Does tactile softness and hardness alter our acceptance of utilitarian judgment?

Abstract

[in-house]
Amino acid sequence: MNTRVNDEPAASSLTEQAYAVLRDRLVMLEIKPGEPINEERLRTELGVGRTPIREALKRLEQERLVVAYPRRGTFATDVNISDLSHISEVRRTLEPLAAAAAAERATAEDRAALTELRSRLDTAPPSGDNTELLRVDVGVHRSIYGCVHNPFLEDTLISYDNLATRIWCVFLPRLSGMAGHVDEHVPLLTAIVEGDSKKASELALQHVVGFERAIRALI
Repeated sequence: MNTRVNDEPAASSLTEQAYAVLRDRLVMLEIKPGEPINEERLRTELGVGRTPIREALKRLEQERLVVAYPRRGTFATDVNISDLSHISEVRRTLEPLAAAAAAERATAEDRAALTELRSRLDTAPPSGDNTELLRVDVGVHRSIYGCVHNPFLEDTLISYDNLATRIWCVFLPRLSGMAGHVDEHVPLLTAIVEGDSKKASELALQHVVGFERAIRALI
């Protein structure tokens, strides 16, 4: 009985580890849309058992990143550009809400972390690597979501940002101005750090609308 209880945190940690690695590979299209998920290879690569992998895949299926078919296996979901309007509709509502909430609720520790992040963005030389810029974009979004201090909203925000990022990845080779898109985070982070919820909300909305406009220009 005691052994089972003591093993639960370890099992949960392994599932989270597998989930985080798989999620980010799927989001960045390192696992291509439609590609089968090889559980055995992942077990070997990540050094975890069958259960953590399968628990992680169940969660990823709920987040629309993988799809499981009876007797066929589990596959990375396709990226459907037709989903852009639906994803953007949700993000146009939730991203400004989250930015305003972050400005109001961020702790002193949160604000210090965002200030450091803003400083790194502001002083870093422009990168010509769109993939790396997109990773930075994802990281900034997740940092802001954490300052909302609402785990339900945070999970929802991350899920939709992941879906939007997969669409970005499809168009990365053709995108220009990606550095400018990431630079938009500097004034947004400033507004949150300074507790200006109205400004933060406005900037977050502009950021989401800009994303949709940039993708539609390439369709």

Present study examines the effect of incidental haptic sensations on acceptance of utilitarian judgment—seeking greater happiness in exchange for a few victims—under personal and impersonal moral dilemmas. Recently, Nakamura et al. (2014) indicated that physical coldness reduced empathic concern and facilitated utilitarian judgment in personal moral dilemma. It is also shown that tactile sensations such as softness and hardness affect our social judgment and empathic feeling to others. In this experiment, participants palmed either a soft cotton cushion or a hard iron tube while making moral judgments. Results showed that the hardness did not solely facilitate utilitarian judgment, however sex-tactile sensations interaction was modestly significant in personal dilemma. Specifically, males seemed to be more utilitarian while palming the iron tube. Results also showed that males were more utilitarian when they felt the sacrificed individuals were socially distant. Furthermore, contrary to expectation, high empathic feelings strengthened utilitarian judgment.


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